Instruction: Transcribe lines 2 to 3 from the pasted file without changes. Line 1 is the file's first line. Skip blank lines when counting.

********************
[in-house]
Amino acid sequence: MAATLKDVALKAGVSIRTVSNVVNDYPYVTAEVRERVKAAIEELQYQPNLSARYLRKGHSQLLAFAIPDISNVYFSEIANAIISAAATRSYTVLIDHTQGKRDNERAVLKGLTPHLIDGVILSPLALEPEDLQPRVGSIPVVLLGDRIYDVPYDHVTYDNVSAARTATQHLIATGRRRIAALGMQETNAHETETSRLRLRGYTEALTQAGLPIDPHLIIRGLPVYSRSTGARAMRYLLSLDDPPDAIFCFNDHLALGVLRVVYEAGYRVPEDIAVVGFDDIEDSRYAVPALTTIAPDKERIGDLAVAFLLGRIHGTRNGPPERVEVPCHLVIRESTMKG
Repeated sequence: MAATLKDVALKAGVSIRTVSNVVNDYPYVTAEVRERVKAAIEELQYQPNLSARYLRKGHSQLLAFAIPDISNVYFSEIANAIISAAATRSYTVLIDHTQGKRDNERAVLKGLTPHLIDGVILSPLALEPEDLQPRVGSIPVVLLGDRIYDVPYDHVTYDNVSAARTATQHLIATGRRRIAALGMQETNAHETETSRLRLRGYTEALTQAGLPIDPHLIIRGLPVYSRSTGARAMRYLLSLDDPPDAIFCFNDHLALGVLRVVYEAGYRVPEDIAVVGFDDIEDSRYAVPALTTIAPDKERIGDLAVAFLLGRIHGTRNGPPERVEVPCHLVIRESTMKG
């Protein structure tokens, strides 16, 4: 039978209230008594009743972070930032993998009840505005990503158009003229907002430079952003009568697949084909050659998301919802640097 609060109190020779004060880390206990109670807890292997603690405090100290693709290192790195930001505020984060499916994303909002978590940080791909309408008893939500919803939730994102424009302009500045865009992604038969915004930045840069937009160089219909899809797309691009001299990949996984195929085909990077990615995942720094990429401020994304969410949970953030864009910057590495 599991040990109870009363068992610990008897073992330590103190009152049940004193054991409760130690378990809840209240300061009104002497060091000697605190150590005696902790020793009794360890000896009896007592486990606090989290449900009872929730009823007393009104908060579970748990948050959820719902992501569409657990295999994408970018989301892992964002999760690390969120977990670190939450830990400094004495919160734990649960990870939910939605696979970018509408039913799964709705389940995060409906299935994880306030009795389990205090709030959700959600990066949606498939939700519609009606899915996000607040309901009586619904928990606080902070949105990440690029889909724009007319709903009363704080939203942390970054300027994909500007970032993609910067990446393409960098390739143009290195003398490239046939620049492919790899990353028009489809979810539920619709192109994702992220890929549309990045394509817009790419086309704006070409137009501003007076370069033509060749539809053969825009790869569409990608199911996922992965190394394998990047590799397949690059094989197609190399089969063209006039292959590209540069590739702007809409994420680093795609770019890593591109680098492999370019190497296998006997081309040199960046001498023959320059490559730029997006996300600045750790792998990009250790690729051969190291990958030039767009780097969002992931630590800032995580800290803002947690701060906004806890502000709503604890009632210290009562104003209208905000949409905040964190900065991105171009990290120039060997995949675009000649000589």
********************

Amino acid sequence: MAATLKDVALKAGVSIRTVSNVVNDYPYVTAEVRERVKAAIEELQYQPNLSARYLRKGHSQLLAFAIPDISNVYFSEIANAIISAAATRSYTVLIDHTQGKRDNERAVLKGLTPHLIDGVILSPLALEPEDLQPRVGSIPVVLLGDRIYDVPYDHVTYDNVSAARTATQHLIATGRRRIAALGMQETNAHETETSRLRLRGYTEALTQAGLPIDPHLIIRGLPVYSRSTGARAMRYLLSLDDPPDAIFCFNDHLALGVLRVVYEAGYRVPEDIAVVGFDDIEDSRYAVPALTTIAPDKERIGDLAVAFLLGRIHGTRNGPPERVEVPCHLVIRESTMKG
Repeated sequence: MAATLKDVALKAGVSIRTVSNVVNDYPYVTAEVRERVKAAIEELQYQPNLSARYLRKGHSQLLAFAIPDISNVYFSEIANAIISAAATRSYTVLIDHTQGKRDNERAVLKGLTPHLIDGVILSPLALEPEDLQPRVGSIPVVLLGDRIYDVPYDHVTYDNVSAARTATQHLIATGRRRIAALGMQETNAHETETSRLRLRGYTEALTQAGLPIDPHLIIRGLPVYSRSTGARAMRYLLSLDDPPDAIFCFNDHLALGVLRVVYEAGYRVPEDIAVVGFDDIEDSRYAVPALTTIAPDKERIGDLAVAFLLGRIHGTRNGPPERVEVPCHLVIRESTMKG